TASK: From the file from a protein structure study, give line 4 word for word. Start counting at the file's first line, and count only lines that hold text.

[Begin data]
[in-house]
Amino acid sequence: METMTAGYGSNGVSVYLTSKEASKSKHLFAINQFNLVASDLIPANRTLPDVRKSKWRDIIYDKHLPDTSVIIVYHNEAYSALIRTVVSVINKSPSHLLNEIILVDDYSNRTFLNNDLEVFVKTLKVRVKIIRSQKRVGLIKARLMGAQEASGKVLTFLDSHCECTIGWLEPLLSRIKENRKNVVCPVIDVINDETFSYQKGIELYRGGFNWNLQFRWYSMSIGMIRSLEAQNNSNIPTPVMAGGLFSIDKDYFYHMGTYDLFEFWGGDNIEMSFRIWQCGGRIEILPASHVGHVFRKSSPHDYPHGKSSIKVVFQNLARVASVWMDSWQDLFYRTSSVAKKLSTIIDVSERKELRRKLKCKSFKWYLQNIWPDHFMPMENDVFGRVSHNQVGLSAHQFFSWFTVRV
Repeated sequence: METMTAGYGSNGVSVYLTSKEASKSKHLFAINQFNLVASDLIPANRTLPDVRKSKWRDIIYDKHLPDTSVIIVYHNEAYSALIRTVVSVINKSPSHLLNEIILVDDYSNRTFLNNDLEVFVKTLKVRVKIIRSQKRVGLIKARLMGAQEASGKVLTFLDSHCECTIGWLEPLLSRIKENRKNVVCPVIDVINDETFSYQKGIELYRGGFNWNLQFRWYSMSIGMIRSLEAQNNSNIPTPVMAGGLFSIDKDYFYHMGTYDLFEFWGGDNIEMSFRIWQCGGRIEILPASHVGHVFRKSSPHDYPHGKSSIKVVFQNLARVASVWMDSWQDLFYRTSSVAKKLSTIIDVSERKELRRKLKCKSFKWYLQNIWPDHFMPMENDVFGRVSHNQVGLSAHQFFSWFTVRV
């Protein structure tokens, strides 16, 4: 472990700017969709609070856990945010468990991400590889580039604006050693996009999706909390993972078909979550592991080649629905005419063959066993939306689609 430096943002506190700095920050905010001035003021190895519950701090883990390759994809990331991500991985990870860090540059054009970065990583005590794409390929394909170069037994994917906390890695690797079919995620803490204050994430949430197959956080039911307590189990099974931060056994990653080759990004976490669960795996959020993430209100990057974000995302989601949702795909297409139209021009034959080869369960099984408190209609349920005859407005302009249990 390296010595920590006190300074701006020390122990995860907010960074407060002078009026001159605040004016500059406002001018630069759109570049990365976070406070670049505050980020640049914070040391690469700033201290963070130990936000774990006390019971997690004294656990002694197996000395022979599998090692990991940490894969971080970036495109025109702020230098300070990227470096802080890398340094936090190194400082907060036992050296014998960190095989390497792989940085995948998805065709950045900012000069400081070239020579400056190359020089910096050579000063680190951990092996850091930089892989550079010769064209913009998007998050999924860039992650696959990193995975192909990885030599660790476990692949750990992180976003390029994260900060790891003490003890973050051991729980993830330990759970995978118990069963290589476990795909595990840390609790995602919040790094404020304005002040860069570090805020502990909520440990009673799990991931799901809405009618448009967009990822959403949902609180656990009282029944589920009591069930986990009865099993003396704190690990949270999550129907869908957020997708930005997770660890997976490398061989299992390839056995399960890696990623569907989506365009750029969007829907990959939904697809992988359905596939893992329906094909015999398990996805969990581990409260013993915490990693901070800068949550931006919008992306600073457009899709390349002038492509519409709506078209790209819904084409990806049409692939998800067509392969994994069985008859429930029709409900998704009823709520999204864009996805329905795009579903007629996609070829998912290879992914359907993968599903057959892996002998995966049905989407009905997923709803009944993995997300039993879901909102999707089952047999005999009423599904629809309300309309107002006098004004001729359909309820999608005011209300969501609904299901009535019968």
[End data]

């Protein structure tokens, strides 16, 4: 472990700017969709609070856990945010468990991400590889580039604006050693996009999706909390993972078909979550592991080649629905005419063959066993939306689609 430096943002506190700095920050905010001035003021190895519950701090883990390759994809990331991500991985990870860090540059054009970065990583005590794409390929394909170069037994994917906390890695690797079919995620803490204050994430949430197959956080039911307590189990099974931060056994990653080759990004976490669960795996959020993430209100990057974000995302989601949702795909297409139209021009034959080869369960099984408190209609349920005859407005302009249990 390296010595920590006190300074701006020390122990995860907010960074407060002078009026001159605040004016500059406002001018630069759109570049990365976070406070670049505050980020640049914070040391690469700033201290963070130990936000774990006390019971997690004294656990002694197996000395022979599998090692990991940490894969971080970036495109025109702020230098300070990227470096802080890398340094936090190194400082907060036992050296014998960190095989390497792989940085995948998805065709950045900012000069400081070239020579400056190359020089910096050579000063680190951990092996850091930089892989550079010769064209913009998007998050999924860039992650696959990193995975192909990885030599660790476990692949750990992180976003390029994260900060790891003490003890973050051991729980993830330990759970995978118990069963290589476990795909595990840390609790995602919040790094404020304005002040860069570090805020502990909520440990009673799990991931799901809405009618448009967009990822959403949902609180656990009282029944589920009591069930986990009865099993003396704190690990949270999550129907869908957020997708930005997770660890997976490398061989299992390839056995399960890696990623569907989506365009750029969007829907990959939904697809992988359905596939893992329906094909015999398990996805969990581990409260013993915490990693901070800068949550931006919008992306600073457009899709390349002038492509519409709506078209790209819904084409990806049409692939998800067509392969994994069985008859429930029709409900998704009823709520999204864009996805329905795009579903007629996609070829998912290879992914359907993968599903057959892996002998995966049905989407009905997923709803009944993995997300039993879901909102999707089952047999005999009423599904629809309300309309107002006098004004001729359909309820999608005011209300969501609904299901009535019968």